This week on the New Canon, we explore vocalises courtesy of Peteris Vasks and his new album, Vox Amoris, which is our current album of the week. With so much emphasis placed on singing solo string lines in Vasks's three new violin works, we complement that articulated expression with music for the human voice.
In the latest installment of our Warm Up series, tenor Noah Stewart reveals that he might be found on a show day in search of cufflinks.
It’s no shock that composer Peteris Vasks, a trained violinist, has often used his primary instrument as a mouthpiece for his most personal works. Stream his new recording of music for violin and string orchestra this week only.
Silent film isn’t exactly the sort of medium you’d imagine to be a bespoke fit to opera, but in the hands of a 40-year-old Erich von Stroheim, Léhar’s The Merry Widow finds a unique, if not new, lease on life.
In the wake of Aaron Sorkin's "The Newsroom" debuting on HBO and in advance of July 4th, Olivia Giovetti takes a look at a recent work by Steven Stucky about the LBJ administration.
With a new release from the Opera Babes, Olivia Giovetti looks at the malleable term "guilty pleasure," especially when it comes to classical music.
Listen here to the complete Apollo, an ambient score originally written by Brian Eno, Roger Eno and Daniel Lanois for Al Reinert’s documentary on NASA’s Apollo missions.
Fueled by the newest in new music, this week we blast off into the world of Brian Eno's seminal 1983 album Apollo. Beautifully re-explored by British ensemble Icebreaker with pedal steel guitarist BJ Cole, it's also Q2 Music's Album of the Week.
With the temperature already cranked up, the Princeton Festival goes even hotter and descends into hell this weekend with Rachmaninoff’s 1904 opera Francesca da Rimini based on the fifth canto of Dante’s The Inferno and starring soprano Caroline Worra.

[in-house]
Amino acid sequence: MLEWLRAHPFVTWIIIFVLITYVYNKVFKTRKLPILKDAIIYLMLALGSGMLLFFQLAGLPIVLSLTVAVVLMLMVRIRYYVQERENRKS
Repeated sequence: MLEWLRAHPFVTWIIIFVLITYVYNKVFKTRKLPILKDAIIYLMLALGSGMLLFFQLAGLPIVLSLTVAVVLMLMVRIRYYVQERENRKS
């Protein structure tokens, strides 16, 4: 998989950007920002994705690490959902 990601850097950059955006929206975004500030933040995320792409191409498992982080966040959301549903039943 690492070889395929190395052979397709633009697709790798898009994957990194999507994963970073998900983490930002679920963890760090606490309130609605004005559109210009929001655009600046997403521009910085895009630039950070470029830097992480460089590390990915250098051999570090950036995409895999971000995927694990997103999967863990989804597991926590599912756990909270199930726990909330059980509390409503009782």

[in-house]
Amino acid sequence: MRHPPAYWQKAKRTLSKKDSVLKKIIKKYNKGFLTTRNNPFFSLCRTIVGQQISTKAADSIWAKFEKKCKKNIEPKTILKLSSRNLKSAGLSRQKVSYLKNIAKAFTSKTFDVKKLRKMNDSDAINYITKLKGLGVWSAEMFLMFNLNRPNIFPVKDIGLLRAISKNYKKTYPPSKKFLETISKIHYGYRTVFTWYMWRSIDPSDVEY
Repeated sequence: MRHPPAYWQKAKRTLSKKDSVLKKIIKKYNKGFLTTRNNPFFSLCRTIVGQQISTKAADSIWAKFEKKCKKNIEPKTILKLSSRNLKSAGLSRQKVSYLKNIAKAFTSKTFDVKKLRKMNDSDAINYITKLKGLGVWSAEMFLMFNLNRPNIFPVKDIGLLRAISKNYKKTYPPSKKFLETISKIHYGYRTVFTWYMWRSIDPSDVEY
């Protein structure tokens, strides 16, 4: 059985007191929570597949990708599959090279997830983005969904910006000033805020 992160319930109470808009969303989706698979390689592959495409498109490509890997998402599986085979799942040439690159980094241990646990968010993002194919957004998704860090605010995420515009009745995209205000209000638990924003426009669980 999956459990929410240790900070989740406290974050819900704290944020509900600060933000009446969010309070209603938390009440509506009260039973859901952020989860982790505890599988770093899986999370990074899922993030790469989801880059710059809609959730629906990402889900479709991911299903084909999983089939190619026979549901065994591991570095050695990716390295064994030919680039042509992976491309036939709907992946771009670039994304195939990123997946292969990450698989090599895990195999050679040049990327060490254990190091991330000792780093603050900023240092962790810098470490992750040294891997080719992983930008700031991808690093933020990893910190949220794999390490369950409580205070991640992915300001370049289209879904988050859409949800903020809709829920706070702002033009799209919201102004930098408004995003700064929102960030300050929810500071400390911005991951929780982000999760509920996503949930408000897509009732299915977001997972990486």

Over 1,000 free performances are set to take place tomorrow across all five boroughs as part of Make Music New York. Blogger Olivia Giovetti highlights the classical vocal offerings.
Two’s company and three’s a crowd, but four is a string quartet: An epitome of balance and dialogue that subsequently gives composers a curious amount of freedom for how limited they are in size and scope.
Olivia Giovetti offers five pieces that epitomize the work of Missy Mazzoli, recently named composer in residence at the Opera Company of Philadelphia, Gotham Chamber Opera and Music-Theatre Group.
This week on the New Canon, we go in-depth on our current Album of the Week, a two-disc set by the Pacifica Quartet and the continuation of their series "The Soviet Experience," here exploring the string quartets of Shostakovich and Prokofiev.
With Woody Allen taking us to the Eternal City in To Rome, With Love, blogger Olivia Giovetti looks at the top 10 operas set in Rome.
In the spirit of Mary Schmich's famous "Sunscreen" speech, Olivia Giovetti offers up a commencement address for the class of 2012 with advice gleaned entirely from the operatic canon.
In honor of Strauss's birthday, blogger Olivia Giovetti looks at how Strauss "created one of the world’s most perfect operas" with Salome, and considers the impulses he gives his characters.
Listening to Anthony Paul De Ritis’s Devolution is somewhat akin to watching a Tarsem film: The mixture of influences, references and textures is both blindingly apparent and blindingly gorgeous.
This week on the New Canon, we spin Anthony Paul De Ritis's Devolution in its entirety. Recorded by Gil Rose with the Boston Modern Orchestra Project and special guest DJ Spooky for BMOP's in-house label, it's our current album of the week.
There are many operas that people simply don’t need to hear re-recorded. Confess your favorites.
Opera companies have presented Puccini’s Il Tabarro on an oil tanker, a setting of Whitman’s Leaves of Grass in a Brooklyn park and Fidelio in a prison. Blogger Olivia Giovetti considers the power of site-specific works.